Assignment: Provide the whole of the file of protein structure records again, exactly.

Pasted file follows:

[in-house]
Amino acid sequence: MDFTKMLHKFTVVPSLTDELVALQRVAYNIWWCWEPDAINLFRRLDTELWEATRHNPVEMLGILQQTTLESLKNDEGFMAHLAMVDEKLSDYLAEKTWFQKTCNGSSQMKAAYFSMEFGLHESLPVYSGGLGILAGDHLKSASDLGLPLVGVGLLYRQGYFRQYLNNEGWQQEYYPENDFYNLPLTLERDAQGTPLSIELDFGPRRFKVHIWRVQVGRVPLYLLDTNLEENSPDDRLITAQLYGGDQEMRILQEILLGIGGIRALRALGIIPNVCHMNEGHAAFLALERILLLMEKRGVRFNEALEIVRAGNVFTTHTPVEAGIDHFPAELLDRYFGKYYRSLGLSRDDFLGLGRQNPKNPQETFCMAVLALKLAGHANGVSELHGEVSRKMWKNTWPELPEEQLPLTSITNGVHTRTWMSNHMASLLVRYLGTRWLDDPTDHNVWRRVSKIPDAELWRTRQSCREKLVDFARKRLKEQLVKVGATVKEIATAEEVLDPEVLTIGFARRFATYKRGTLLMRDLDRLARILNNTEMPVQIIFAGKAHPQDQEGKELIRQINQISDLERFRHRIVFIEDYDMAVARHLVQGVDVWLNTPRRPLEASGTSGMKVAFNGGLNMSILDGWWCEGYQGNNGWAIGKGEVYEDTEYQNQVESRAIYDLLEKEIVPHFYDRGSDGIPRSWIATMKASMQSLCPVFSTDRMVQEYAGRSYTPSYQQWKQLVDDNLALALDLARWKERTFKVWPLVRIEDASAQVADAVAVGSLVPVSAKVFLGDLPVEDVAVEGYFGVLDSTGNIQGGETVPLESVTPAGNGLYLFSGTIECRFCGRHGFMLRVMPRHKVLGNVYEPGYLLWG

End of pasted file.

[in-house]
Amino acid sequence: MDFTKMLHKFTVVPSLTDELVALQRVAYNIWWCWEPDAINLFRRLDTELWEATRHNPVEMLGILQQTTLESLKNDEGFMAHLAMVDEKLSDYLAEKTWFQKTCNGSSQMKAAYFSMEFGLHESLPVYSGGLGILAGDHLKSASDLGLPLVGVGLLYRQGYFRQYLNNEGWQQEYYPENDFYNLPLTLERDAQGTPLSIELDFGPRRFKVHIWRVQVGRVPLYLLDTNLEENSPDDRLITAQLYGGDQEMRILQEILLGIGGIRALRALGIIPNVCHMNEGHAAFLALERILLLMEKRGVRFNEALEIVRAGNVFTTHTPVEAGIDHFPAELLDRYFGKYYRSLGLSRDDFLGLGRQNPKNPQETFCMAVLALKLAGHANGVSELHGEVSRKMWKNTWPELPEEQLPLTSITNGVHTRTWMSNHMASLLVRYLGTRWLDDPTDHNVWRRVSKIPDAELWRTRQSCREKLVDFARKRLKEQLVKVGATVKEIATAEEVLDPEVLTIGFARRFATYKRGTLLMRDLDRLARILNNTEMPVQIIFAGKAHPQDQEGKELIRQINQISDLERFRHRIVFIEDYDMAVARHLVQGVDVWLNTPRRPLEASGTSGMKVAFNGGLNMSILDGWWCEGYQGNNGWAIGKGEVYEDTEYQNQVESRAIYDLLEKEIVPHFYDRGSDGIPRSWIATMKASMQSLCPVFSTDRMVQEYAGRSYTPSYQQWKQLVDDNLALALDLARWKERTFKVWPLVRIEDASAQVADAVAVGSLVPVSAKVFLGDLPVEDVAVEGYFGVLDSTGNIQGGETVPLESVTPAGNGLYLFSGTIECRFCGRHGFMLRVMPRHKVLGNVYEPGYLLWG